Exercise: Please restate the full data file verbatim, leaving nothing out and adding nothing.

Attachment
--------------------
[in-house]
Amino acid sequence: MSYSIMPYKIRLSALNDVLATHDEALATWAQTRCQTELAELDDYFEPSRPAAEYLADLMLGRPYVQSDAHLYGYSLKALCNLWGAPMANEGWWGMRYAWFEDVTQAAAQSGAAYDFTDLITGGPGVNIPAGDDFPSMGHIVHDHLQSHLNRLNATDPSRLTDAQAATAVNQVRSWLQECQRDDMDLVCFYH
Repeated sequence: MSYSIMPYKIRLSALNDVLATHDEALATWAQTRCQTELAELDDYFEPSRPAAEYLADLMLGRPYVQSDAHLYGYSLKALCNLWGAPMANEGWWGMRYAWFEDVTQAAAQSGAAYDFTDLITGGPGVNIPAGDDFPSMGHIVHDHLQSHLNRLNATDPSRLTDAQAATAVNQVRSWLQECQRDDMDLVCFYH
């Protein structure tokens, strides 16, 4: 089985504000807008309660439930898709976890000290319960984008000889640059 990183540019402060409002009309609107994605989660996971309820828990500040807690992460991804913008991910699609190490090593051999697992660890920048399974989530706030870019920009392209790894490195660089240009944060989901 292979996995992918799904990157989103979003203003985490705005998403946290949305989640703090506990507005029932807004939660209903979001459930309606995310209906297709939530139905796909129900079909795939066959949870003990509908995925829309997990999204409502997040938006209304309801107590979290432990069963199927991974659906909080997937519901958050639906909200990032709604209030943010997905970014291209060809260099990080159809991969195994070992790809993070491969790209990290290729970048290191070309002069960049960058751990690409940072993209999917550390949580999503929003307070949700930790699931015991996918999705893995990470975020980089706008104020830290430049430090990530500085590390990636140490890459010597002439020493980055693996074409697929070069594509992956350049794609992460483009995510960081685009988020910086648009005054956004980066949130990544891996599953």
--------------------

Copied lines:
[in-house]
Amino acid sequence: MSYSIMPYKIRLSALNDVLATHDEALATWAQTRCQTELAELDDYFEPSRPAAEYLADLMLGRPYVQSDAHLYGYSLKALCNLWGAPMANEGWWGMRYAWFEDVTQAAAQSGAAYDFTDLITGGPGVNIPAGDDFPSMGHIVHDHLQSHLNRLNATDPSRLTDAQAATAVNQVRSWLQECQRDDMDLVCFYH
Repeated sequence: MSYSIMPYKIRLSALNDVLATHDEALATWAQTRCQTELAELDDYFEPSRPAAEYLADLMLGRPYVQSDAHLYGYSLKALCNLWGAPMANEGWWGMRYAWFEDVTQAAAQSGAAYDFTDLITGGPGVNIPAGDDFPSMGHIVHDHLQSHLNRLNATDPSRLTDAQAATAVNQVRSWLQECQRDDMDLVCFYH
């Protein structure tokens, strides 16, 4: 089985504000807008309660439930898709976890000290319960984008000889640059 990183540019402060409002009309609107994605989660996971309820828990500040807690992460991804913008991910699609190490090593051999697992660890920048399974989530706030870019920009392209790894490195660089240009944060989901 292979996995992918799904990157989103979003203003985490705005998403946290949305989640703090506990507005029932807004939660209903979001459930309606995310209906297709939530139905796909129900079909795939066959949870003990509908995925829309997990999204409502997040938006209304309801107590979290432990069963199927991974659906909080997937519901958050639906909200990032709604209030943010997905970014291209060809260099990080159809991969195994070992790809993070491969790209990290290729970048290191070309002069960049960058751990690409940072993209999917550390949580999503929003307070949700930790699931015991996918999705893995990470975020980089706008104020830290430049430090990530500085590390990636140490890459010597002439020493980055693996074409697929070069594509992956350049794609992460483009995510960081685009988020910086648009005054956004980066949130990544891996599953």